Outside of cities, smaller communities seem to take the pandemic less seriously. “It really depends on your area. I live 30 minutes from where I go to school, and the differences between the two places are astonishing,” said Liz Napier, sophomore at BGA, a private school in Franklin, Tennessee. “There isn’t a mask mandate in the area where I go to school, I know a girl who went into a clothing store, and the owner said ‘oh you don’t have to wear a mask in here we are normal’.”

Overall, it seems that the stigma of the south and their dealing with coronavirus is over exaggerated. Yes, it runs true in some areas of the state, however, the state of Oregon would look the same way. Portland, Bend, Salem and other larger cities follow CDC guidelines, but places like Crook County, Prineville and Burns generally don’t believe in them as much due to typically conservative political associations.

As for protocols for in-person school, Nashville seems to have done a good job regulating spreading the virus. With required masks, plexiglass shields between desks, 6 foot spacings between desks, one-way hallways, outside lunch and great contact tracing, schools are avoiding breakouts of Covid-19.

Some may assume that high school students would not follow all the rules that schools put in place, whether that is out of political association and beliefs or general lack of concern.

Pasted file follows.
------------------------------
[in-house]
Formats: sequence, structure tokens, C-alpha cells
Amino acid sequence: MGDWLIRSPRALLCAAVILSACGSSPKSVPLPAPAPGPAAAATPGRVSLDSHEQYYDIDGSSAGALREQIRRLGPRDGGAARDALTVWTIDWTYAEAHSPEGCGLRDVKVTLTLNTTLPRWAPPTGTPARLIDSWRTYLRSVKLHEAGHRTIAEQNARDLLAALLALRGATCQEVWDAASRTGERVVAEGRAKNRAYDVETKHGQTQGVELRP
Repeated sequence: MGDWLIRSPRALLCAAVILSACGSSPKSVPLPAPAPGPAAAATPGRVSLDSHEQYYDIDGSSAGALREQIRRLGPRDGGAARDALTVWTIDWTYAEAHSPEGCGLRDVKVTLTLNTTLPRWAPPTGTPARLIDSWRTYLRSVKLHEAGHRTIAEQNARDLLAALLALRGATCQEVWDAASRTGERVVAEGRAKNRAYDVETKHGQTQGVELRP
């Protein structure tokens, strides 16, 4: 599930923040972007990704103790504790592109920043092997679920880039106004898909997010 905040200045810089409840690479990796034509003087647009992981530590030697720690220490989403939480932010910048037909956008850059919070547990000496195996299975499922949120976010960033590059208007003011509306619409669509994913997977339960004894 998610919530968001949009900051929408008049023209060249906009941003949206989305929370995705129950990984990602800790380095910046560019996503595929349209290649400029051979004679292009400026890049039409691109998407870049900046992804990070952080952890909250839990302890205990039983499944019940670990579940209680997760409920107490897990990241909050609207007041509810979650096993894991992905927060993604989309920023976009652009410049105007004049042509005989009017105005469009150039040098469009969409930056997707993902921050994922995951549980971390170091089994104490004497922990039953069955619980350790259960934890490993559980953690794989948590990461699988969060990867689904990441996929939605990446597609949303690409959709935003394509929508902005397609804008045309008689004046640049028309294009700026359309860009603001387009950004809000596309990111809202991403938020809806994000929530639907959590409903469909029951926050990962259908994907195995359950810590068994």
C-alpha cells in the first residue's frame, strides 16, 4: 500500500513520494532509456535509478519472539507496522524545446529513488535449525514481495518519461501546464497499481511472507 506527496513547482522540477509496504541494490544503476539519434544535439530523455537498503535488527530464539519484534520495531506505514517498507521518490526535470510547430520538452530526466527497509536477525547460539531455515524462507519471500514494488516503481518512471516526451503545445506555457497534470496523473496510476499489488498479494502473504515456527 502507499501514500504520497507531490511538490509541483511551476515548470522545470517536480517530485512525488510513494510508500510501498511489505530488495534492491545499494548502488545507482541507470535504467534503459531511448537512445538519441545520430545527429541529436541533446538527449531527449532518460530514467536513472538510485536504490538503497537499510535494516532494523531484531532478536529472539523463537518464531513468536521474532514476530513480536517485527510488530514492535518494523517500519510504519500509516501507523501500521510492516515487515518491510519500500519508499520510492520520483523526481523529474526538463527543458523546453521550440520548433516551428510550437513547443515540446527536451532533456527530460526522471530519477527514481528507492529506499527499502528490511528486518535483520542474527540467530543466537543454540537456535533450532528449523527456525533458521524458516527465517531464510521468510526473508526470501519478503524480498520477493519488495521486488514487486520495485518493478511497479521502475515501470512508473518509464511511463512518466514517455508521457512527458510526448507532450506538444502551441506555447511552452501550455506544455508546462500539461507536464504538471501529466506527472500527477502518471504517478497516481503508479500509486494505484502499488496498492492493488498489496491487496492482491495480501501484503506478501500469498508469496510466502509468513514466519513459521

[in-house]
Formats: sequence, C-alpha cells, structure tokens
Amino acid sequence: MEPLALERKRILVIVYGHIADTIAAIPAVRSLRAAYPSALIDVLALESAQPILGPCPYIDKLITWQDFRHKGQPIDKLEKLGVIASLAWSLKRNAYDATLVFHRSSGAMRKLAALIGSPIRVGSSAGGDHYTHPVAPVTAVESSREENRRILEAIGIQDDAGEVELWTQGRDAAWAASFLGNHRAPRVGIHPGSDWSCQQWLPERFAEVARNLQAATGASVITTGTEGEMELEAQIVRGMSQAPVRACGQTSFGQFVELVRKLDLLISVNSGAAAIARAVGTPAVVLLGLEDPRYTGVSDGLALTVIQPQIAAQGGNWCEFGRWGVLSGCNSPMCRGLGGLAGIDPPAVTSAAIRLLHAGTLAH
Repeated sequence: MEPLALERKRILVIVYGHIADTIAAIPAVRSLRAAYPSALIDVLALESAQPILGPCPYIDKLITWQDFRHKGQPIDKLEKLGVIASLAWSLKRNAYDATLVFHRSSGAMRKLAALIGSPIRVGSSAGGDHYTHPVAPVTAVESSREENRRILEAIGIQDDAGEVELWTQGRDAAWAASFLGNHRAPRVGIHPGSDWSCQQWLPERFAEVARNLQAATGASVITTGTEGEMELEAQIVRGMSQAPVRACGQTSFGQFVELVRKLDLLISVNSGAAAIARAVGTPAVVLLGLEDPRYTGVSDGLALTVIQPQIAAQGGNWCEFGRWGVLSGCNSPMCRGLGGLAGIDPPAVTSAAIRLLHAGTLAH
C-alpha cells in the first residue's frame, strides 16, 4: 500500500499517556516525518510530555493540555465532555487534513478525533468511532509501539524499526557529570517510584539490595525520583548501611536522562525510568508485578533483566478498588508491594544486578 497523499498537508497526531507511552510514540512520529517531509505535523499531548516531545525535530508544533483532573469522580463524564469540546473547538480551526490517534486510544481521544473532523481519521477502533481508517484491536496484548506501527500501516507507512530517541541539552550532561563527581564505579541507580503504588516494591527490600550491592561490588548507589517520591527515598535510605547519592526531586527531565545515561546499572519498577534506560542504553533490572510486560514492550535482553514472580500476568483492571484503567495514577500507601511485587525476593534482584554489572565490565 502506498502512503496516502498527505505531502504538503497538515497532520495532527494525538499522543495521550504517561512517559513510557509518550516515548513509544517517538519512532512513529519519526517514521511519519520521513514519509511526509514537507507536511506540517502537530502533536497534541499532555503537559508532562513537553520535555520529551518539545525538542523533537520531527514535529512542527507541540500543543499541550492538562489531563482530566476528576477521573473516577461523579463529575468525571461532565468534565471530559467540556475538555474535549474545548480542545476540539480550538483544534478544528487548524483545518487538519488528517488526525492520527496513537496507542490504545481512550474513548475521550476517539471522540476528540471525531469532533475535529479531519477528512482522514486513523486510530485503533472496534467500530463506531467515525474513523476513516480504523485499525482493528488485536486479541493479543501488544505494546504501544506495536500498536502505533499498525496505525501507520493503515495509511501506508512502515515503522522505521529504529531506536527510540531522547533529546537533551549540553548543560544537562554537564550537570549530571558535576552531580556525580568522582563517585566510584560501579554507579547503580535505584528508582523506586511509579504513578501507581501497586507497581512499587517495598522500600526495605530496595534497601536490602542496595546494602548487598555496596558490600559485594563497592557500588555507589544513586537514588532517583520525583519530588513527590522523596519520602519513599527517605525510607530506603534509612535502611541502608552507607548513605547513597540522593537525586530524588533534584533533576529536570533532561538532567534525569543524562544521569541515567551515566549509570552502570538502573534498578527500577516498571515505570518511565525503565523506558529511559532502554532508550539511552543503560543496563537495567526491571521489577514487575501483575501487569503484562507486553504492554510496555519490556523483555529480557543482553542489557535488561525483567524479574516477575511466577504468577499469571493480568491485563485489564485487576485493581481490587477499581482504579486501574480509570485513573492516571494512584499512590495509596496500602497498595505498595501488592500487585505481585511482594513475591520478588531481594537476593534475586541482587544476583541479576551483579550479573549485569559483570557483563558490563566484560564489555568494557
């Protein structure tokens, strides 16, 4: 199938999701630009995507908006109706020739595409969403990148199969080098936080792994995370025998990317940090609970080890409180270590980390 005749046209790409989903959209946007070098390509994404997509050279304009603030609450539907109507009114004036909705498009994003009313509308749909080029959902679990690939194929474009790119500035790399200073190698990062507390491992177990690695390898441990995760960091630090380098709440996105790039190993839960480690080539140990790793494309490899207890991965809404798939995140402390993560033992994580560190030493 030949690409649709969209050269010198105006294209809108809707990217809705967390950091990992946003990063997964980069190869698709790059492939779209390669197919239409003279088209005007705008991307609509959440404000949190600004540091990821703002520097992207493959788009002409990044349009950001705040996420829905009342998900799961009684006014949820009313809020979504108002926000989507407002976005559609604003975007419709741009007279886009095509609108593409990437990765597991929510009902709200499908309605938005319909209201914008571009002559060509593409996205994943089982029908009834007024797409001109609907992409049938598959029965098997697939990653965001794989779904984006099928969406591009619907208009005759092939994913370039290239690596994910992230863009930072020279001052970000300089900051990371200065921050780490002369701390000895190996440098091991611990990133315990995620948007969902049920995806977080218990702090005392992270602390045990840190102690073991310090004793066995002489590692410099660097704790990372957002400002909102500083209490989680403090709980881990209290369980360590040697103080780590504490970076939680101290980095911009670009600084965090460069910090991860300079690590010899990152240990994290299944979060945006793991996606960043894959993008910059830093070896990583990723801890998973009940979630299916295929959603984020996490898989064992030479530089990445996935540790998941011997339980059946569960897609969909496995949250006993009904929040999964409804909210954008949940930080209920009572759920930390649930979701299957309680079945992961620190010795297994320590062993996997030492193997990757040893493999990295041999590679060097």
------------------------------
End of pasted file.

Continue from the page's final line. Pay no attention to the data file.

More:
“I bet there’s going to be kids who wear their mask under their nose and I also feel like even if there is a social distance rule, people will still find a way to be elbow to elbow with their friends,” said Summit junior Thalia Tarkwon.

Surprisingly, schools in Nashville have found just the opposite.

“The seniors in our grade seem very determined to keep the rules in-forced because we don’t want to be sitting at home our last year. At school I rarely see kids improperly wearing a mask,” McRae said.

Zooming in locally, Summit’s admin team took a field trip to Crook County high school, an area known to be more conservative than Bend, and saw similar results.

“They haven’t had any problems, they’ve made it very clear to the kids that if you want to be in school, you have to follow protocols, there’s no room for argument, and if you don’t want to do those things you can go online,” said Kristy Knoll, dean of students and assistant principal at Summit. This seems to be a silver lining for those who are concerned to be returning to normal school, and cases are spread much more outside of school.

With Summit beginning a hybrid schedule on February 8th, the fantasy of returning to school has turned reality. Schools in the Nashville area have been in school since the fall and, despite a high case count in the area, Covid-19 has barely spread within the schools.

“I would love to get back to school and I think many are in the same boat,” said Jake Epple, junior at Summit. “Regardless of if you have personally struggled with the content of online school, we all need the social aspects of being in person. That being said, I wouldn’t want anyone to feel uncomfortable or worried about going back and so I think we need to practice safe protocols.”

With schools in Nashville setting an example, Summit can attend school safely if protocols are followed 100% of the time, no exceptions. With diligent cooperation, the storm can get back to a semi-normal schedule.